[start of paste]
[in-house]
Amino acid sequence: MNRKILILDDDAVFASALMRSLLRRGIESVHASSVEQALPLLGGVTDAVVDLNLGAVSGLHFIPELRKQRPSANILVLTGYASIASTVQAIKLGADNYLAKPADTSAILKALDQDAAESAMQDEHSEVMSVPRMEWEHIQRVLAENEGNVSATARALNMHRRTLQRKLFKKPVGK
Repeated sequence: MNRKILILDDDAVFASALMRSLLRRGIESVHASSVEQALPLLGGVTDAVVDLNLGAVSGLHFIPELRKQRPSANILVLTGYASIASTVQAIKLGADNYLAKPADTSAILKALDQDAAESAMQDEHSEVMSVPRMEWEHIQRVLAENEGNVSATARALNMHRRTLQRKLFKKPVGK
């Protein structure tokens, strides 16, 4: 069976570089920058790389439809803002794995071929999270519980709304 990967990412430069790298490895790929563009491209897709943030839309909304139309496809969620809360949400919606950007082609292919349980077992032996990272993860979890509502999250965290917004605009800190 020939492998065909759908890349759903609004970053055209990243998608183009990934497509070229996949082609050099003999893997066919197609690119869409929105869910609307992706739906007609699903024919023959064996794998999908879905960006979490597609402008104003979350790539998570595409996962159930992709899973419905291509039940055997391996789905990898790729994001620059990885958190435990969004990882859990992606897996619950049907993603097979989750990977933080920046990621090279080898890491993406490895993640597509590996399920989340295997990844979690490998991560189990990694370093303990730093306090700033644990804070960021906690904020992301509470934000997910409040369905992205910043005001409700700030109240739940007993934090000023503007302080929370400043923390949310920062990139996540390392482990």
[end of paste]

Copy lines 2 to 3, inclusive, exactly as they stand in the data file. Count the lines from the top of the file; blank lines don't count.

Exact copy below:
Amino acid sequence: MNRKILILDDDAVFASALMRSLLRRGIESVHASSVEQALPLLGGVTDAVVDLNLGAVSGLHFIPELRKQRPSANILVLTGYASIASTVQAIKLGADNYLAKPADTSAILKALDQDAAESAMQDEHSEVMSVPRMEWEHIQRVLAENEGNVSATARALNMHRRTLQRKLFKKPVGK
Repeated sequence: MNRKILILDDDAVFASALMRSLLRRGIESVHASSVEQALPLLGGVTDAVVDLNLGAVSGLHFIPELRKQRPSANILVLTGYASIASTVQAIKLGADNYLAKPADTSAILKALDQDAAESAMQDEHSEVMSVPRMEWEHIQRVLAENEGNVSATARALNMHRRTLQRKLFKKPVGK